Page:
Federal Duck Stamps

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The first United States duck stamp, 1934, Jay N. “Ding” Darling

In the early 20th century, the U.S. enacted several laws limiting the hunting of migratory birds, including waterfowl such as ducks, as many species were in decline. This included the 1918 Migratory Bird Treaty Act, which made it unlawful to kill migratory birds without a waiver.

Hunting wasn’t the only problem for birds, however. Habitat loss played a significant part in the devastation of migratory waterfowl populations, so the federal government sought ways to purchase and maintain wetlands and other waterfowl-friendly habitat. Nationally known political cartoonist, avid hunter, and environmentalist J.N. “Ding” Darling developed an ingenious idea: create special stamps hunters would purchase to obtain hunting licenses and use the funds to conserve wetlands!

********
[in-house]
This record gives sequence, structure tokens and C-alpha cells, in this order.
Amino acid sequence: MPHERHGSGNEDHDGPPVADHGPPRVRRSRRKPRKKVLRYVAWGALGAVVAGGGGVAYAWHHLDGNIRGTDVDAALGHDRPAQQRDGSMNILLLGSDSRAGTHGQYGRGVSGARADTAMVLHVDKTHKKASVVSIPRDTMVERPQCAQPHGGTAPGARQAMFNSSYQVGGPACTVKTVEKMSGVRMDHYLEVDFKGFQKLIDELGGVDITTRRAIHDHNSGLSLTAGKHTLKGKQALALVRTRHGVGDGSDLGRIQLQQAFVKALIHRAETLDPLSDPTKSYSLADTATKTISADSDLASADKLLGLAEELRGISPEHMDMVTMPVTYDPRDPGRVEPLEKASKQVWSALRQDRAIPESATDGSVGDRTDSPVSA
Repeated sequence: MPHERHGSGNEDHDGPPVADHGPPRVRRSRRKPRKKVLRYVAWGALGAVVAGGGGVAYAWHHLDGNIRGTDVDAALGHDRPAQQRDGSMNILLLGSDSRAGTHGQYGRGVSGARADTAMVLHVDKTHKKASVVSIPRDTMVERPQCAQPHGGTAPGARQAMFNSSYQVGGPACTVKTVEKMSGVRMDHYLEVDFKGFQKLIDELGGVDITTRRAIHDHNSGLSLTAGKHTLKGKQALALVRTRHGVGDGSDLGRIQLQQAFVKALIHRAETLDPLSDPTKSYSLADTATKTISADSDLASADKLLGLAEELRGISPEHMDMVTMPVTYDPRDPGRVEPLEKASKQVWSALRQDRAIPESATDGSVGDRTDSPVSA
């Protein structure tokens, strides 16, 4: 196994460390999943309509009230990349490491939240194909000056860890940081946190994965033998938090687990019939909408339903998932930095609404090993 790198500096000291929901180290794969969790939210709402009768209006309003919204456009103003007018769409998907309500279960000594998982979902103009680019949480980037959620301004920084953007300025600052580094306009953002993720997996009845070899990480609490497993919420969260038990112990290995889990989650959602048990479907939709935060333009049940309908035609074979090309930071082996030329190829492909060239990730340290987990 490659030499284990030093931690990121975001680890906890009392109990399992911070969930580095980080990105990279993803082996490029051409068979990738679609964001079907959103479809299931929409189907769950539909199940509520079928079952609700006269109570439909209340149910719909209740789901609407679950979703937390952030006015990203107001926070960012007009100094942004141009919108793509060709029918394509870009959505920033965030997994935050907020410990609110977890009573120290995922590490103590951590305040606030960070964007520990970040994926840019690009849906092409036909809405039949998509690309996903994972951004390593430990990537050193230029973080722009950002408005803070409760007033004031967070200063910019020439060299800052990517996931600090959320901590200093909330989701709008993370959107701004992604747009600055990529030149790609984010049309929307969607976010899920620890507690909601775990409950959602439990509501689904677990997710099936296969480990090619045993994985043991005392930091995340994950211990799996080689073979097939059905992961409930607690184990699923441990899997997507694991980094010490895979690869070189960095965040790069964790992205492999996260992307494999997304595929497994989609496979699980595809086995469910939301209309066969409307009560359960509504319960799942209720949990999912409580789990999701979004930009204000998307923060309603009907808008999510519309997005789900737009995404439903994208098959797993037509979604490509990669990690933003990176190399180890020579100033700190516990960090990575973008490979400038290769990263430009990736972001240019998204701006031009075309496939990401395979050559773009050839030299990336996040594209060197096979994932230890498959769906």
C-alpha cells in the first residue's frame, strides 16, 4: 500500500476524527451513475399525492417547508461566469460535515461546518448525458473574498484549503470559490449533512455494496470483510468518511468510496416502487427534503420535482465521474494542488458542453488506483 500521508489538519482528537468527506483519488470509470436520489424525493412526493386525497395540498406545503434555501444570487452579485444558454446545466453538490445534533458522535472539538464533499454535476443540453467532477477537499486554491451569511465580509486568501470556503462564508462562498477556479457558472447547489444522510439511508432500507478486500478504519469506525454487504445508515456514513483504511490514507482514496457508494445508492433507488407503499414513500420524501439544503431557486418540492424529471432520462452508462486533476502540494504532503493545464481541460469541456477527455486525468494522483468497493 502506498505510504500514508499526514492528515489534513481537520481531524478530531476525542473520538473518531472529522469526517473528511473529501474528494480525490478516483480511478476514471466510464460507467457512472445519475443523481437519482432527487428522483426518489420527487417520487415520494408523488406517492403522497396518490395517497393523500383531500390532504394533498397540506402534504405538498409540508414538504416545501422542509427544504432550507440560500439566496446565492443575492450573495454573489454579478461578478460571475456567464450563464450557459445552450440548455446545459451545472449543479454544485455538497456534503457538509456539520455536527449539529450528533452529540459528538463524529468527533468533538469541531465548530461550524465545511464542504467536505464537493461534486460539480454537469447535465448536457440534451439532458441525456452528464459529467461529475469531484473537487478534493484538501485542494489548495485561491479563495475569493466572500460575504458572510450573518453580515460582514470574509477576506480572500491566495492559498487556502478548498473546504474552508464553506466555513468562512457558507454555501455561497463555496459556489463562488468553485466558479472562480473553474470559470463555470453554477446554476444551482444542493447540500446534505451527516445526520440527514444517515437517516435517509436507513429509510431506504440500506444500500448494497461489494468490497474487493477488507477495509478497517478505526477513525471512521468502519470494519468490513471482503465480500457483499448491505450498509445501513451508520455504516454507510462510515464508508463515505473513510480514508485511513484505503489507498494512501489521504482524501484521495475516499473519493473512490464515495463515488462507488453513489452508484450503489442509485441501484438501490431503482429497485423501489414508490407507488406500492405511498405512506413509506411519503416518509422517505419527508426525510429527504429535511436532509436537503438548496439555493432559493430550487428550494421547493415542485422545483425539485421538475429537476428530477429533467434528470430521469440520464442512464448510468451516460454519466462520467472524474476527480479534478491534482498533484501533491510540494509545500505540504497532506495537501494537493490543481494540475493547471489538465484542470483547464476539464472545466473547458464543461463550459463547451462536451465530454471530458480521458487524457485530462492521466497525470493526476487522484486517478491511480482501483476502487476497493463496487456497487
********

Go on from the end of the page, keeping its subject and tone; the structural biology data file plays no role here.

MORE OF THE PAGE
In 1934 the Migratory Bird Hunting Stamp Act was passed by Congress, requiring hunters over the age of 16 to purchase and carry a federal duck stamp, and Ding Darling created the first stamp image.

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50th Anniversary Duck Stamp, 1984-85

Since 1949, a national contest has been held to create art for the annual stamp, and stamps have become highly collectable, with many sportsmen and birders alike buying multiple stamps each year. Additionally, federal duck stamps can now be used for free entry into any U.S. national wildlife refuge that charges for admission.

The duck stamp is a testament to the relationship between hunting and conservation – which is evident throughout the Eastern Shore in areas such as the Blackwater and Chincoteague National Wildlife Refuges that directly benefit from the program.

Beyond the Ballot
Federal Duck Stamps